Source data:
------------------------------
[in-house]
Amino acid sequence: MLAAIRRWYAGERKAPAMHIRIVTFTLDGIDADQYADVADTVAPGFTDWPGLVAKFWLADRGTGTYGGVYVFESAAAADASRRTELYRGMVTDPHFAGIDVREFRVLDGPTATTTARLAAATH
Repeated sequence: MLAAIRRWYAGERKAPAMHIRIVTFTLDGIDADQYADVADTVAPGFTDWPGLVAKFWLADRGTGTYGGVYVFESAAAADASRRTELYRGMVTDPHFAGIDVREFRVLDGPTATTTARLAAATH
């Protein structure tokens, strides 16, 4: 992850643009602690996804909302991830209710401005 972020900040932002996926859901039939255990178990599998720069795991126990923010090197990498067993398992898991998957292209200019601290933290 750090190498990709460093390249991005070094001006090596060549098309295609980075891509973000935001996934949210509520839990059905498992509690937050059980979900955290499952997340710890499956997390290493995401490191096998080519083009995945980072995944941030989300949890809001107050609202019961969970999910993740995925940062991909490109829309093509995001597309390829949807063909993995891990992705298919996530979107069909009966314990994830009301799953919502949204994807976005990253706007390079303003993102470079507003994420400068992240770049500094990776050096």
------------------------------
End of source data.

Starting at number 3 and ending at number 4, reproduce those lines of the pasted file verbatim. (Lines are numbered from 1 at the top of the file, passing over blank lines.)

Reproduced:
Repeated sequence: MLAAIRRWYAGERKAPAMHIRIVTFTLDGIDADQYADVADTVAPGFTDWPGLVAKFWLADRGTGTYGGVYVFESAAAADASRRTELYRGMVTDPHFAGIDVREFRVLDGPTATTTARLAAATH
């Protein structure tokens, strides 16, 4: 992850643009602690996804909302991830209710401005 972020900040932002996926859901039939255990178990599998720069795991126990923010090197990498067993398992898991998957292209200019601290933290 750090190498990709460093390249991005070094001006090596060549098309295609980075891509973000935001996934949210509520839990059905498992509690937050059980979900955290499952997340710890499956997390290493995401490191096998080519083009995945980072995944941030989300949890809001107050609202019961969970999910993740995925940062991909490109829309093509995001597309390829949807063909993995891990992705298919996530979107069909009966314990994830009301799953919502949204994807976005990253706007390079303003993102470079507003994420400068992240770049500094990776050096």